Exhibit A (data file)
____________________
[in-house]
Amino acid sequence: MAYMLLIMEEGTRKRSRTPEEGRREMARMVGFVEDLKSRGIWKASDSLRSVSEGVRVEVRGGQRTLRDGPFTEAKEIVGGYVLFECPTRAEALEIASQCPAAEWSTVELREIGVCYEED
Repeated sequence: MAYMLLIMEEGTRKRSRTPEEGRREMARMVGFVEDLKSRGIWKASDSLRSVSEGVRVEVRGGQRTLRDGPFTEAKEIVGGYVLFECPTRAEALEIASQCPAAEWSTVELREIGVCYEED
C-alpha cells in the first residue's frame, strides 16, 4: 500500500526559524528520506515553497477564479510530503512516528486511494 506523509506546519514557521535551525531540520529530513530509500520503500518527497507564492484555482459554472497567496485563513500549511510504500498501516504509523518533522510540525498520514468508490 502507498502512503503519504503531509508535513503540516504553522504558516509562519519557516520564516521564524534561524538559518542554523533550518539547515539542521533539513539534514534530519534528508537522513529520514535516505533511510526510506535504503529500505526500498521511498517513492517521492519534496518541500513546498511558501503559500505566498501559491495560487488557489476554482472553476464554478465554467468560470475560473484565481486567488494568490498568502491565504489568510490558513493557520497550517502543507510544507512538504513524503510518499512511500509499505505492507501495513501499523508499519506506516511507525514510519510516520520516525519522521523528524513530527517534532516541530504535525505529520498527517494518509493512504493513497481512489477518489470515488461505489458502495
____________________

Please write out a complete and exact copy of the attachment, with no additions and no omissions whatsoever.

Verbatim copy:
[in-house]
Amino acid sequence: MAYMLLIMEEGTRKRSRTPEEGRREMARMVGFVEDLKSRGIWKASDSLRSVSEGVRVEVRGGQRTLRDGPFTEAKEIVGGYVLFECPTRAEALEIASQCPAAEWSTVELREIGVCYEED
Repeated sequence: MAYMLLIMEEGTRKRSRTPEEGRREMARMVGFVEDLKSRGIWKASDSLRSVSEGVRVEVRGGQRTLRDGPFTEAKEIVGGYVLFECPTRAEALEIASQCPAAEWSTVELREIGVCYEED
C-alpha cells in the first residue's frame, strides 16, 4: 500500500526559524528520506515553497477564479510530503512516528486511494 506523509506546519514557521535551525531540520529530513530509500520503500518527497507564492484555482459554472497567496485563513500549511510504500498501516504509523518533522510540525498520514468508490 502507498502512503503519504503531509508535513503540516504553522504558516509562519519557516520564516521564524534561524538559518542554523533550518539547515539542521533539513539534514534530519534528508537522513529520514535516505533511510526510506535504503529500505526500498521511498517513492517521492519534496518541500513546498511558501503559500505566498501559491495560487488557489476554482472553476464554478465554467468560470475560473484565481486567488494568490498568502491565504489568510490558513493557520497550517502543507510544507512538504513524503510518499512511500509499505505492507501495513501499523508499519506506516511507525514510519510516520520516525519522521523528524513530527517534532516541530504535525505529520498527517494518509493512504493513497481512489477518489470515488461505489458502495